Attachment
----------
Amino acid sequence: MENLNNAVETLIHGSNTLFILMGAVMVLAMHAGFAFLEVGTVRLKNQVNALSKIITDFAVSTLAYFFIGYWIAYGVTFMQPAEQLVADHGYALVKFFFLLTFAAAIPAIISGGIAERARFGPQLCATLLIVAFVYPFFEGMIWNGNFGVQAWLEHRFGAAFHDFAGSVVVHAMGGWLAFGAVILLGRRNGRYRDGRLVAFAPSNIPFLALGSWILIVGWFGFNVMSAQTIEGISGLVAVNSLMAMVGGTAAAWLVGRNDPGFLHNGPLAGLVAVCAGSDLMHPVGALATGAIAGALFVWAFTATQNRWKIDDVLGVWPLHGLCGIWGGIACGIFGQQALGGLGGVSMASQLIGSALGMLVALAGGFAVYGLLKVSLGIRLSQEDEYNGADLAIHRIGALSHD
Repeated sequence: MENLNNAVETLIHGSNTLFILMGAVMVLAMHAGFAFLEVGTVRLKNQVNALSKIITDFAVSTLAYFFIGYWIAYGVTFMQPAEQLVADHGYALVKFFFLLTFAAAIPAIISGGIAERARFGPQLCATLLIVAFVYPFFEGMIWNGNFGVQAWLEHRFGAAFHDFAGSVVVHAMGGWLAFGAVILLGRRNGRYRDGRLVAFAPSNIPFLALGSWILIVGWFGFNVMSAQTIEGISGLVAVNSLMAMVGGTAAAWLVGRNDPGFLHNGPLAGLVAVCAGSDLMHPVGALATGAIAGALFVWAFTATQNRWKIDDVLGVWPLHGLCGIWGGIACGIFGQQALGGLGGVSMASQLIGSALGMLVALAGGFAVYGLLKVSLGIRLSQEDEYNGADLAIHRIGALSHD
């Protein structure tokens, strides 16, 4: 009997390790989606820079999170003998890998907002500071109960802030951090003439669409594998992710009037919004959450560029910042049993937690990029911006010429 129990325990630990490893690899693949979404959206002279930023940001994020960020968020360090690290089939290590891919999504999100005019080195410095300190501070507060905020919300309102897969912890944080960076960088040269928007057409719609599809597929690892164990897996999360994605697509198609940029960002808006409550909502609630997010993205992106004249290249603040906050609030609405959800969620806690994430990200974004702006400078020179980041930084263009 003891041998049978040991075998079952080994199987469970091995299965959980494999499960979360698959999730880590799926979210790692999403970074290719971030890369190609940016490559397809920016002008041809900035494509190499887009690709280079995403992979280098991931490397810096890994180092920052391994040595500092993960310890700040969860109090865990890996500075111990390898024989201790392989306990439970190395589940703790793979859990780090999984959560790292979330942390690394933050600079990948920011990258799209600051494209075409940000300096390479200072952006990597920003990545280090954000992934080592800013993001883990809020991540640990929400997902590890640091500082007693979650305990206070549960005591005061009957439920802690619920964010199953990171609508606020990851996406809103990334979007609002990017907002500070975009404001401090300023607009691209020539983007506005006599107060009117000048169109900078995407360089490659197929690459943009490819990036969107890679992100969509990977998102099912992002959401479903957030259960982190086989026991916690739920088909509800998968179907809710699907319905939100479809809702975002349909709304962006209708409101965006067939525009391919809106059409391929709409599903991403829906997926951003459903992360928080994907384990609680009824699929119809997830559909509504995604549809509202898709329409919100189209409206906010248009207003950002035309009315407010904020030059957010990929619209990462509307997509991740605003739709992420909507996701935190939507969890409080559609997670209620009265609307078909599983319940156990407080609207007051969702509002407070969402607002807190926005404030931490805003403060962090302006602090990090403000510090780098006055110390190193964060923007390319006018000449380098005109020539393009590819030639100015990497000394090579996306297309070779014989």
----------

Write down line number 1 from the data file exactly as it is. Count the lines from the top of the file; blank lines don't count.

Amino acid sequence: MENLNNAVETLIHGSNTLFILMGAVMVLAMHAGFAFLEVGTVRLKNQVNALSKIITDFAVSTLAYFFIGYWIAYGVTFMQPAEQLVADHGYALVKFFFLLTFAAAIPAIISGGIAERARFGPQLCATLLIVAFVYPFFEGMIWNGNFGVQAWLEHRFGAAFHDFAGSVVVHAMGGWLAFGAVILLGRRNGRYRDGRLVAFAPSNIPFLALGSWILIVGWFGFNVMSAQTIEGISGLVAVNSLMAMVGGTAAAWLVGRNDPGFLHNGPLAGLVAVCAGSDLMHPVGALATGAIAGALFVWAFTATQNRWKIDDVLGVWPLHGLCGIWGGIACGIFGQQALGGLGGVSMASQLIGSALGMLVALAGGFAVYGLLKVSLGIRLSQEDEYNGADLAIHRIGALSHD